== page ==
Despite the challenges confronting us as a society, today, including the brutal attack on, and the tragic murder of a mother and her four children, continued hunger and starvation of others and a general sense of hopelessness and fear, I feel hopeful based on a story in the news last week. This posture of trust in our resilience is based on a recent newspaper report of a mother and daughter presenting a philanthropist with an award for community service. Doreen Dyer was made popular in 2016 based on a viral video which showed her physically assaulting her daughter Shavuna Davis with a machete. Persons from all over the world condemned the action of the mother. The generosity of Leighton McKnight and others led to physical, social and financial interventions which resulted in support for mother, daughter and family. The result is that Shavuna is now preparing to start nursing school in September.
The story of this mother and daughter demonstrates some fundamental issues at the underbelly of the Jamaican society which point to other social, emotional, religious, financial and relational challenges which stand in the way of the healthy development of the nation. There is no question there is much that is happening which point to positive interventions designed to foster and facilitate progress in such a way as to foster partnerships for individual and group development. For example, the work of the Parenting Partners of the Caribbean, established in the 1990s to provide parenting education; the Mother’s Union (a church-based organization targeting education and sensitization of mothers in and outside of the faith community) and the work of the Jamaica National Parenting Support Commission (NPSC) all point to steps being taken to address parenting and other social issues.
Yet, despite these interventions there are still incidences which point to a perpetual tendency to violence to address things, persons and situations that are different, uncommon, unknown and uncertain. Take, for example, the case of another machete-wielding mom who chopped her thirteen-year-old son who identifies as cisgender. Defined as a person whose sense of self or personal identity and gender is the same as that at birth, the term describes a person who affirms a gender orientation which may or may not align with traditional views but is consistent with the way the person has experienced and practised gender identity over a period of time. In the case mentioned earlier, the child tells the mother he has always felt like a girl and wishes to live in that reality. It was then that the machete was used to chop the child presumably in a bid to change the child’s mind. UNICEF, and other global organizations which condemn actions such as these, points to the rights of children and indicate they must be defended and protected at all costs, if children are to live wholesome and healthy lives.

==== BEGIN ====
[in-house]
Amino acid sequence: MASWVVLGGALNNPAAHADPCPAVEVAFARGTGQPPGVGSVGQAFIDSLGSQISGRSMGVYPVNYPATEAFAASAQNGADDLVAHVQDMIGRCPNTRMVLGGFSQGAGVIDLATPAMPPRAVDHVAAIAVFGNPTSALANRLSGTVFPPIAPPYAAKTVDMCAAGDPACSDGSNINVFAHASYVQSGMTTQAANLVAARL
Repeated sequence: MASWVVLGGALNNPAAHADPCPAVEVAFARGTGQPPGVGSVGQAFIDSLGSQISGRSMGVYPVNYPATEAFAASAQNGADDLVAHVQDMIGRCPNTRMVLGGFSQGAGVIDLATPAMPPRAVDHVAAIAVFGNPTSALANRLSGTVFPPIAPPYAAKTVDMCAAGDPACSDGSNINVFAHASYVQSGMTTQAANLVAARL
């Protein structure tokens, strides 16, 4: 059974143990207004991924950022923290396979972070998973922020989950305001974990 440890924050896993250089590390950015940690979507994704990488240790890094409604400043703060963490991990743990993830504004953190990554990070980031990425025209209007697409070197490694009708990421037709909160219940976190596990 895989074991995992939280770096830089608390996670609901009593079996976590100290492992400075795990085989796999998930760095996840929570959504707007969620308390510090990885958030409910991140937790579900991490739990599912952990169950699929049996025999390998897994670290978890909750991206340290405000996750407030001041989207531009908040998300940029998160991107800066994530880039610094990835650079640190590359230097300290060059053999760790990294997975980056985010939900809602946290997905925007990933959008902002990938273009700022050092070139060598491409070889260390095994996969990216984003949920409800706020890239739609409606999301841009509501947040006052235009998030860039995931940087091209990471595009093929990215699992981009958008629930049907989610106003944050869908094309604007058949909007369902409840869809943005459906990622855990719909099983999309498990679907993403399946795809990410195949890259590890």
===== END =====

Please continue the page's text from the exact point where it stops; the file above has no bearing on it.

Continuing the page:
In a 2014 publication, UNICEF has this to say about the prevention of violence and discrimination against children: “All children, irrespective of their actual or perceived sexual orientation or gender identity, have the right to a safe and healthy childhood that is free from discrimination. The same principle applies to all children irrespective of their parents’ sexual orientation or gender identity. Both the Convention on the Rights of the Child and the Universal Declaration of Human Rights make clear that human rights are universal” (https://www.unicef.org/media/91126/file). Since human rights trump all other rights it is vital that human dignity takes precedence when there are differences of views on all issues but especially in relation to gender identity and sexuality.
There is general acknowledgement that issues of sexuality and gender identity are difficult and in many instances new territory for numerous parents. Additionally, the general treatment of the subjects in public spaces is very often misinformed and irrational and for these reasons it is vital that a reasoned response is pursued at all costs. To successfully address issues of gender identity and overcome inequity and inequality in families and the wider society, there is the need for support to deal with sensitive issues. Support groups are available at the Jamaica AIDS Support for Life (JASL), an organization which provides support for those who are different and facing numerous challenges. Other organizations such as Father’s Incorporated are also doing excellent work and no individual or family needs to feel there is no way out of a difficult situation.
Rev. Garth Minott is the Bishop of Kingston.